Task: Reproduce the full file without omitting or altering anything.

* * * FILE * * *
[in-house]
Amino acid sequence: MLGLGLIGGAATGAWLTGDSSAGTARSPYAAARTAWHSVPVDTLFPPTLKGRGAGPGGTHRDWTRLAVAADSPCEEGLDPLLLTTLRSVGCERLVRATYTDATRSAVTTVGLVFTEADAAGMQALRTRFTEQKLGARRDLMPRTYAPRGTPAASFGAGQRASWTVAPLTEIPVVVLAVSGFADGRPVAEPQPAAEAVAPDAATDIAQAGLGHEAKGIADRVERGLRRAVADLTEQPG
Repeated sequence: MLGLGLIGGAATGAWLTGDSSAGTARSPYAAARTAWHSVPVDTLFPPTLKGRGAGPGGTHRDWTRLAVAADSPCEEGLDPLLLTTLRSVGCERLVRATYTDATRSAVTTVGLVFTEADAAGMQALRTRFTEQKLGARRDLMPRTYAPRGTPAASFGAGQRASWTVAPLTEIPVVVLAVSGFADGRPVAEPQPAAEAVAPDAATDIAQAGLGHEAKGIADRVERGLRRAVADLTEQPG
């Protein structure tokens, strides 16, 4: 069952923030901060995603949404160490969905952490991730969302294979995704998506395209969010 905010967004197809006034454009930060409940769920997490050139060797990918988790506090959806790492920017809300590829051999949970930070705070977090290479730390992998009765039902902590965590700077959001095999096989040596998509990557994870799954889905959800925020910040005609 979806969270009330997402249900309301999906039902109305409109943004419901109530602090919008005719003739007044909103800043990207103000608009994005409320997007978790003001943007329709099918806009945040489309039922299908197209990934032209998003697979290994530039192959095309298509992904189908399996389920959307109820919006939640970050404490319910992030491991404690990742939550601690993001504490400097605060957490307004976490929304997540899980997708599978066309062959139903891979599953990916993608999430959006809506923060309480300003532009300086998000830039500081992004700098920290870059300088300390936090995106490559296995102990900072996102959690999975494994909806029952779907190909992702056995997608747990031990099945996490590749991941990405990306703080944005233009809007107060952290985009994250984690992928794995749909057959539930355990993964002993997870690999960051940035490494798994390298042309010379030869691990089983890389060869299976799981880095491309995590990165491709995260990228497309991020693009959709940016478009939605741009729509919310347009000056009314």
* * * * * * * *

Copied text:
[in-house]
Amino acid sequence: MLGLGLIGGAATGAWLTGDSSAGTARSPYAAARTAWHSVPVDTLFPPTLKGRGAGPGGTHRDWTRLAVAADSPCEEGLDPLLLTTLRSVGCERLVRATYTDATRSAVTTVGLVFTEADAAGMQALRTRFTEQKLGARRDLMPRTYAPRGTPAASFGAGQRASWTVAPLTEIPVVVLAVSGFADGRPVAEPQPAAEAVAPDAATDIAQAGLGHEAKGIADRVERGLRRAVADLTEQPG
Repeated sequence: MLGLGLIGGAATGAWLTGDSSAGTARSPYAAARTAWHSVPVDTLFPPTLKGRGAGPGGTHRDWTRLAVAADSPCEEGLDPLLLTTLRSVGCERLVRATYTDATRSAVTTVGLVFTEADAAGMQALRTRFTEQKLGARRDLMPRTYAPRGTPAASFGAGQRASWTVAPLTEIPVVVLAVSGFADGRPVAEPQPAAEAVAPDAATDIAQAGLGHEAKGIADRVERGLRRAVADLTEQPG
């Protein structure tokens, strides 16, 4: 069952923030901060995603949404160490969905952490991730969302294979995704998506395209969010 905010967004197809006034454009930060409940769920997490050139060797990918988790506090959806790492920017809300590829051999949970930070705070977090290479730390992998009765039902902590965590700077959001095999096989040596998509990557994870799954889905959800925020910040005609 979806969270009330997402249900309301999906039902109305409109943004419901109530602090919008005719003739007044909103800043990207103000608009994005409320997007978790003001943007329709099918806009945040489309039922299908197209990934032209998003697979290994530039192959095309298509992904189908399996389920959307109820919006939640970050404490319910992030491991404690990742939550601690993001504490400097605060957490307004976490929304997540899980997708599978066309062959139903891979599953990916993608999430959006809506923060309480300003532009300086998000830039500081992004700098920290870059300088300390936090995106490559296995102990900072996102959690999975494994909806029952779907190909992702056995997608747990031990099945996490590749991941990405990306703080944005233009809007107060952290985009994250984690992928794995749909057959539930355990993964002993997870690999960051940035490494798994390298042309010379030869691990089983890389060869299976799981880095491309995590990165491709995260990228497309991020693009959709940016478009939605741009729509919310347009000056009314």